Long before I changed jobs this year I had signed up for the Mooseman 70.3,a "Half-Ironman" race on June 6th in Bristol, NH. At the time an early season half seemed like a good idea and I liked the idea of increasing training volume earlier in the season to prepare for this race. I raced MM in '06 during my lead-up to my first Ironman in Lake Placid. I did quite well, finishing 90th or so (if I remember right)and posting a 4:56 finish time. My friend and training partner Mike Matheson had beaten me by like :19 or so that day. We had a blast. Looking back now four years later, I realize we really had done really well. This past year the World Triathlon Corp took over the Mooseman and made it an official Ironman event complete with 50 qualifying slots for the 70.3 World Championships in Clearwater, FLA. This change brought about a change in the bike course that impacted the race tremendously. It also attracted a lot of Europeans to the starting line. The bike course change reslted in the addition of a solid three mile climb that racers would need to complete twice.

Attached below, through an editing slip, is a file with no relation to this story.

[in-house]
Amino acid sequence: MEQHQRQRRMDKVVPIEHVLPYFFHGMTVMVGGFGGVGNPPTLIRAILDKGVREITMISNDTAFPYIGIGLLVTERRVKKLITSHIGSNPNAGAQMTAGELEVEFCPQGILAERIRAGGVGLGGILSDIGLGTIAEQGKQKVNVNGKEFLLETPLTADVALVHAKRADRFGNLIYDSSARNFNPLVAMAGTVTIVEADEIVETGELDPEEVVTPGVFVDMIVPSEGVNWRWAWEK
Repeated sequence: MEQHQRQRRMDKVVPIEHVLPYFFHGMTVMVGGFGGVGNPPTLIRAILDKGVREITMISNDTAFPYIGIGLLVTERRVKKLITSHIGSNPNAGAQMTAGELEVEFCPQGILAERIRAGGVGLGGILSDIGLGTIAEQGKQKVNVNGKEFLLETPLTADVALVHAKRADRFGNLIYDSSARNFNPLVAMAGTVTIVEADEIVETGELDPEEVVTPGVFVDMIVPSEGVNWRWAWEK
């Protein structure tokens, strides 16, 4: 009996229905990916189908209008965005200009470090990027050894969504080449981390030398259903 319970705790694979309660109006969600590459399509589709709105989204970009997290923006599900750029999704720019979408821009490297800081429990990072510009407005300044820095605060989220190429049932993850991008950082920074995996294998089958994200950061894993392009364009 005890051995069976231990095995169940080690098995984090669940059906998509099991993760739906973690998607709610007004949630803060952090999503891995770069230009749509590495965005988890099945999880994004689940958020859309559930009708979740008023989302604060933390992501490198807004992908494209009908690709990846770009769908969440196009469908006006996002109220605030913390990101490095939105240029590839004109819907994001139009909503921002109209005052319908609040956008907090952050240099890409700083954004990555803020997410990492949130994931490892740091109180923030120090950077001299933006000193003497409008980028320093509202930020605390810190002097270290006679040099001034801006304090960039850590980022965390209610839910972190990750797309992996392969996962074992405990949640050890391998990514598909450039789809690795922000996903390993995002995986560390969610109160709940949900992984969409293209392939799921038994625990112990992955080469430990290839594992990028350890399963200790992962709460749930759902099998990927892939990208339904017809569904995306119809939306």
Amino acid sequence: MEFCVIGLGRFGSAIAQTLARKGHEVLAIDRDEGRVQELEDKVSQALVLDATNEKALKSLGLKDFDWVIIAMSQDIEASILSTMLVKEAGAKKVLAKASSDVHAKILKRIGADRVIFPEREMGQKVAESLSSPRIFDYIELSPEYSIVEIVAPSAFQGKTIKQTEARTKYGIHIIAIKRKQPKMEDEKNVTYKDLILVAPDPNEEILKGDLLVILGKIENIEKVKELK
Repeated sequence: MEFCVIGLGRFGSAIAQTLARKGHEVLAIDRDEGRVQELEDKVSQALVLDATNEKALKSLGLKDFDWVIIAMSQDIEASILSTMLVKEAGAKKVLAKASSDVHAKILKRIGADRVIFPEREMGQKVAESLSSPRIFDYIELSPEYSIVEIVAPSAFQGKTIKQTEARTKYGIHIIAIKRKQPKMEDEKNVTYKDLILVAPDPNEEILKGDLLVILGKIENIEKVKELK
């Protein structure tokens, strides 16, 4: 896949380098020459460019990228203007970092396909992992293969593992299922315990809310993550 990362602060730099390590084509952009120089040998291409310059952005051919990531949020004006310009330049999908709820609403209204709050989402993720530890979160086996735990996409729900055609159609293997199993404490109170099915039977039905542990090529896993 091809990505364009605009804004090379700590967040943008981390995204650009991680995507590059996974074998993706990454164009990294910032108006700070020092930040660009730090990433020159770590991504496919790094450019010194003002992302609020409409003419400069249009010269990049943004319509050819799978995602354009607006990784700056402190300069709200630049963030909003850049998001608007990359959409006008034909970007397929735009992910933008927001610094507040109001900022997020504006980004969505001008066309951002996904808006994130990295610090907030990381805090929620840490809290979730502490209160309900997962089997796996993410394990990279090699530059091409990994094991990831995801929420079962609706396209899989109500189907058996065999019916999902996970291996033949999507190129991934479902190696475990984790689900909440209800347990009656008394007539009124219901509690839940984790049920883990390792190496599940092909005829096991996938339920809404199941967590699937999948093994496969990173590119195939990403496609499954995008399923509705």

So, now I'm looking back to my decision to race an early season half. I now work full-time 37 miles from home. This has had a major impact on my training. I simply have not had the time and sometimes when I do have the time I don't have the desire. I had some thoughts in May about steppng back to the Olympic distance race but then thought better of it. I never want to be one of those guys that doesn't toe the line just because they don't feel like they're in top form. So, to NH I went, to RACE the half.